The fascination of the baseball playoffs and World Series is how the spotlight of pressure singes some fine players and inspires others. Or why did Red Sox fans ache for Carlton Fisk to get one more crack at Goose Gossage and Phillies fans pray for anyone but Mike Schmidt to bet in a critical situation? And Dusty Baker and Davey Lopes seem destined to power the Dodgers to victory last night?

Football and basketball offer their own postseason pressures, but an honest gauge is difficult because each performance is so closely tied to another. If some blocker has an ordinary game, that causes an O.J. Simpson or Fran Tarkenton to appear less heroic than he is.

Similarly, a basketball player who lives to perform in the playoffs might well find his significant numbers diminish because the opposition gives him special attention and his teammates are unable to cope with it.

But baseball is the most individual-oriented of all the major team sports; it provides the best chance to separate the players from the prayers, especially for those whose teams consistently join its Octoberfest.

Last night saw two more players for whim postseason games are a joy. One of them, Baker, has been a consistent pressure player all along but rarely got any attention. The other, Lopes, is suddenly hitting everything in sight out of sight after two rather ordinary Octobers.

Baker hit the home run that started the Dodgers toward their victory and with it alerted the world to some staggering playoff numbers. A year ago, he hit 357, with two homers and eight runs batted, in the National League playoffs and hit 399 against the Yankees in the Series.

This season, he set an NL playoff record by hitting .466 (seven for 15). Before his homer and single his first three at-bats last night. Baker was 19 for 53 in the playoffs and Series.

Lopes entered this season's playoffs and Series with career averages of .250 and .143 respectively. So he hit two homers, a double and triple against the Phils and drove in five runs with second- and fourth-inning homers last night.

The playoffs and World Series ought to be a maturing process, where players use the experience of early failure to bring them future success. The recent playoffs with the Yanks and Red Sox, the Yanks and Royals and the Dodgers and Phillies offer classic examples of the best of worst of athletic pressure.

The Red Sox were trying to overcome at least a generation of expected failure in addition to Ron Guidry's swift sliders. The Yanks were in exactly the opposite situation. They expect a Bucky Dent to provide a key hit now and then: the Sox and their fickle faithful almost expect Yaz to pop up.

This Red Sox attitude might well be more difficult to overcome than anything the Yanks or Orioles or anyone else offers in the future. It might take a manager of Billy Martin's arrogance or a pitcher like the youthful Catfish Hunter to reverse the annual fall fall.

Fisk might have done it in that Fenway playoff with one swing, the sort of game-winning blow that pricks the notion victory is to be anticipated rather than hoped for . His strength as a batter - hitting a fastball - matched Gossage's. The harder Gossage threw the more likely Fisk was to deliver.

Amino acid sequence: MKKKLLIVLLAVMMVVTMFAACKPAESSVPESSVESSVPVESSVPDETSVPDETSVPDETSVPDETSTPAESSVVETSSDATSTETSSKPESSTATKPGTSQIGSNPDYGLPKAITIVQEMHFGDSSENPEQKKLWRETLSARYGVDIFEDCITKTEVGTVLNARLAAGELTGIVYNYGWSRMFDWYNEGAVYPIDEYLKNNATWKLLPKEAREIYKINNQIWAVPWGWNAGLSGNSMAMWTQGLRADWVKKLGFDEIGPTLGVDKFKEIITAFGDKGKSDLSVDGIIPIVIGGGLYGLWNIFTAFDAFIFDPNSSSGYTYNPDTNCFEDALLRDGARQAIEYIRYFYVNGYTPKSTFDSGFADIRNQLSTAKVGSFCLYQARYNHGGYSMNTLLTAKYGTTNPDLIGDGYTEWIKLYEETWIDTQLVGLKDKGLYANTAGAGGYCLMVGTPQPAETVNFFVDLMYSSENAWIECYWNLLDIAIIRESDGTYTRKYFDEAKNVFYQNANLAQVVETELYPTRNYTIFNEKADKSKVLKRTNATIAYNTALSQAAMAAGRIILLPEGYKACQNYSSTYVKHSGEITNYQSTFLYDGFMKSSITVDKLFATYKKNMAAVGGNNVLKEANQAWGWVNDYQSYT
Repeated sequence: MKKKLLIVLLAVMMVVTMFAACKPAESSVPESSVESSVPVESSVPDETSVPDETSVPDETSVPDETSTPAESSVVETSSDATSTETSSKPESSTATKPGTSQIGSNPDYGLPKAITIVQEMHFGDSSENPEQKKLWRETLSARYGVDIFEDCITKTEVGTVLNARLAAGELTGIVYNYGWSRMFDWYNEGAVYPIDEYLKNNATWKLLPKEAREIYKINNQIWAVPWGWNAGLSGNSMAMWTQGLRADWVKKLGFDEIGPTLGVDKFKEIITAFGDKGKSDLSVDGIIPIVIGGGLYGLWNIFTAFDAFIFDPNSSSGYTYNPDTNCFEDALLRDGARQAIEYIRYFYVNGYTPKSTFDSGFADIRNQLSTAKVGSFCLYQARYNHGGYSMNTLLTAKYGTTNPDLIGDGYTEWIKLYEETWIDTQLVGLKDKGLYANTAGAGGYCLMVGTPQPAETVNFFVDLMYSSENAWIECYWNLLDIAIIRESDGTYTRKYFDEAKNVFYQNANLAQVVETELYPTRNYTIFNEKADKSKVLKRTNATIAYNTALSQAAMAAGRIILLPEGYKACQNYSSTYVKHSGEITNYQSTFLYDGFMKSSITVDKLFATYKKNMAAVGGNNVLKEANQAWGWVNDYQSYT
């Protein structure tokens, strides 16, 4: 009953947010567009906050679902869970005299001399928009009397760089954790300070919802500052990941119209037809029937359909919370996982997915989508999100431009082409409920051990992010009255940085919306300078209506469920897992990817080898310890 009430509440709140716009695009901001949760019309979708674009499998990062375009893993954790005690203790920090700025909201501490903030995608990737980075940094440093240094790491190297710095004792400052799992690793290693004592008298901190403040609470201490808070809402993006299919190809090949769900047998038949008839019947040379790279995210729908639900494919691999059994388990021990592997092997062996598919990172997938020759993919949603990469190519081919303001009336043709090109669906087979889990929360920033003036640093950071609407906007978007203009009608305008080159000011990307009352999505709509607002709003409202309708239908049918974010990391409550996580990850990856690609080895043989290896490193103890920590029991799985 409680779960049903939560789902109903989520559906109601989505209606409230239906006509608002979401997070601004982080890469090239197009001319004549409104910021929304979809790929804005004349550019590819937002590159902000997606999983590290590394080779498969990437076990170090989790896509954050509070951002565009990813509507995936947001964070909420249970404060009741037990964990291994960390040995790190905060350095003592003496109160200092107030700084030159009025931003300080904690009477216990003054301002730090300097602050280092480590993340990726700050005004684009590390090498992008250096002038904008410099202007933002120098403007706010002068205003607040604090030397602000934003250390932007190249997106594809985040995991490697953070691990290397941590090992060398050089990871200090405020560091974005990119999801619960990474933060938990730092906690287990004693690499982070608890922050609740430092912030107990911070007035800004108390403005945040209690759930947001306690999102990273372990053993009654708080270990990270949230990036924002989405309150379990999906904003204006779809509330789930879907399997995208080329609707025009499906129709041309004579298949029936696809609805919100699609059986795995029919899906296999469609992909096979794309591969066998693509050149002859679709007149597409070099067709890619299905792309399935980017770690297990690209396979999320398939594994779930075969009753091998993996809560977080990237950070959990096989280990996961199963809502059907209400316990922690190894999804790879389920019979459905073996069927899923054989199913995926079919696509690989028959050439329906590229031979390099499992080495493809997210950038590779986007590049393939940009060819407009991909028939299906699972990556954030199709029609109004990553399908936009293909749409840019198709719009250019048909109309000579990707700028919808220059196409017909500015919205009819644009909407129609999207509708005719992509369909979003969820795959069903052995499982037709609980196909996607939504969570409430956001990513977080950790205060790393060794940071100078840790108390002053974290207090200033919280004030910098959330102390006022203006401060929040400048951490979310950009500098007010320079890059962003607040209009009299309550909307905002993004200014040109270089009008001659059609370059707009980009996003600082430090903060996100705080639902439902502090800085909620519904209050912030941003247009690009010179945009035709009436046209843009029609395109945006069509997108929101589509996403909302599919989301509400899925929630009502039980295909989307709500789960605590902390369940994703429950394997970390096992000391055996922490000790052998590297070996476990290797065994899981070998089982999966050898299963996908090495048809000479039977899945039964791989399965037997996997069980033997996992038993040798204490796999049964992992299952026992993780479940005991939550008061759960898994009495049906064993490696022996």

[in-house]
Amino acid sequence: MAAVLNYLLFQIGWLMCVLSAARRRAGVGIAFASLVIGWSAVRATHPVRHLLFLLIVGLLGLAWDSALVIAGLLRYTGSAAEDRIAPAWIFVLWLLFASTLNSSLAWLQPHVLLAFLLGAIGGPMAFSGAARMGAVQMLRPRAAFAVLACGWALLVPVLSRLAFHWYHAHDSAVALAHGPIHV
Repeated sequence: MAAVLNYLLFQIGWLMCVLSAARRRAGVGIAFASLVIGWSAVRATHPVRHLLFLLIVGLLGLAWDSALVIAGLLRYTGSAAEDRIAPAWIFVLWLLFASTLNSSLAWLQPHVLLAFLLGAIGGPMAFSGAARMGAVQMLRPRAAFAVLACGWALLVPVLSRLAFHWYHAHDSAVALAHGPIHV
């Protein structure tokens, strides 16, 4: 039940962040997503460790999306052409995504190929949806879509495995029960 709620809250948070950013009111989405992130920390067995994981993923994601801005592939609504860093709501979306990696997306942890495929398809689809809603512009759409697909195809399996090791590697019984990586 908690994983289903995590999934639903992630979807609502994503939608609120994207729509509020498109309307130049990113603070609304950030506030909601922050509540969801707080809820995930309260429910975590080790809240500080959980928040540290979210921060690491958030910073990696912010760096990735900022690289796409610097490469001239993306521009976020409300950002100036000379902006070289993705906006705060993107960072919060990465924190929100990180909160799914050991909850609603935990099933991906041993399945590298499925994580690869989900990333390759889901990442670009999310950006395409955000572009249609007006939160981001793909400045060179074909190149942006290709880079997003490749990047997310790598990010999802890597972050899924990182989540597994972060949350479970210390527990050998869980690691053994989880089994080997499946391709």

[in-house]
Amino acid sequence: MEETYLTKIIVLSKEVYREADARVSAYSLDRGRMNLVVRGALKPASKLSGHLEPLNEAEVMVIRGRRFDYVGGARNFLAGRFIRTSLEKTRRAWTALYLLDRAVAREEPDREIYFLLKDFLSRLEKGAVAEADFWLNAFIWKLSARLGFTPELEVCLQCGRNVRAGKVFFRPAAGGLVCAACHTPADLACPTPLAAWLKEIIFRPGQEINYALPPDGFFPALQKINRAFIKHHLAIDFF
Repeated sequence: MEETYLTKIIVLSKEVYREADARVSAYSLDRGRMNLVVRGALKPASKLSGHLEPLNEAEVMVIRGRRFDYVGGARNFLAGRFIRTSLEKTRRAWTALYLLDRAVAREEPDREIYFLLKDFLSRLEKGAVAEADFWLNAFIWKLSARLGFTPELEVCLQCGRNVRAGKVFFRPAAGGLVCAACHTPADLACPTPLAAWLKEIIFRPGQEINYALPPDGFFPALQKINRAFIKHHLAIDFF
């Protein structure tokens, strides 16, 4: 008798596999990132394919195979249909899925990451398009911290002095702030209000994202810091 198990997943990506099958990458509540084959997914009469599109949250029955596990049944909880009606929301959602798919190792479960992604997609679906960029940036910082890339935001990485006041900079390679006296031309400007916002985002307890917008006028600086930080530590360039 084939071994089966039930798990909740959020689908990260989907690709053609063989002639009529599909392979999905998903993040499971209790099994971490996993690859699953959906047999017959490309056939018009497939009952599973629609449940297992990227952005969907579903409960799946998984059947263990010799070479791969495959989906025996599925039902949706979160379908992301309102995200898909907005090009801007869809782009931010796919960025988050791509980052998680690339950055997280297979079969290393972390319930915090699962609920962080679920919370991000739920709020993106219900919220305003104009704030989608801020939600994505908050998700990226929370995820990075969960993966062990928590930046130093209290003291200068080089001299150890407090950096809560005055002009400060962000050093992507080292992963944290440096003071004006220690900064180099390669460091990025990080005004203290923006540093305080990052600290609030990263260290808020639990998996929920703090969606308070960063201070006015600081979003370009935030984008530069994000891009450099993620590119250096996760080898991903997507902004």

Naturally, he was left in the ondeck circle.

A similar sort of match-up foiled the Phillies against Tommy John. His corner-grabbing sinkers were exactly what the Phils feared most. Lesser pitchers than John had worked that angle successfully during the season. John retired 21 of 28 Phils on ground outs.

The Phils entered the playoffs for the third straight year with just the sort of blend of experience and talent to finally win. They talked a much better game than they played: like the Red Sox, their embarassment to the Dodgers was in large part mental.

Kansas City had the Yanks at a huge disadvantage, with Guildry pitching just once. But for the first time in three years, the Yanks won the series with a game to spare, with Whitey Herzog pinch-hitting for the cleanup hitter in an all-too-familiar ninth-inning ending.

Still, Herzog was correct when he said the Yanks with Gossage, bought themselves into superior position this playoff. They had no Willie Randolph. Guildry for only one start and Mickey Rivers active but injured. But when Reggie Jackson struck out three straight times in game four, Roy White hit a home run.

The Royals might want Herzog to return, but Herzog might not want to, given the spending imbalance between his ownership and that of others within his division and the entire league. What will the Yanks be like, for instance, when Don Gullett returns to good health?

With this in mind, the Dodgers ought to win this World Series. They have nearly every tangible advantage one can imagine - and the memory of Jim Gilliam for added fuel. They were in a position to pitch Tommy John last night and have him rested for Yankee Stadium, where good lefthanded pitching can be pivotal.

If Bob Lemon chooses to use Guidry in game two here tonight instead of allowing him proper rest, it would be the sort of panic the Dodgers might seize on and turn an expected close series into a rout. Probably, Lemon will keep his wits.

"Baseball," he is fond of saying, "was made for kids. Grownups only screw it up."

One Yankee disadvantage is the designated hitter being used this World Series. Ironically, the Yanks won a year ago without it and lost the year before with it, when the Reds dh, Dan Driessen, hit .357.

And the Yanks have that Yankee mystique.

"If the pressure is what the World Series is all about, then we've got plenty of training," said Graig Nettles. "You name it, and we've been through it this season."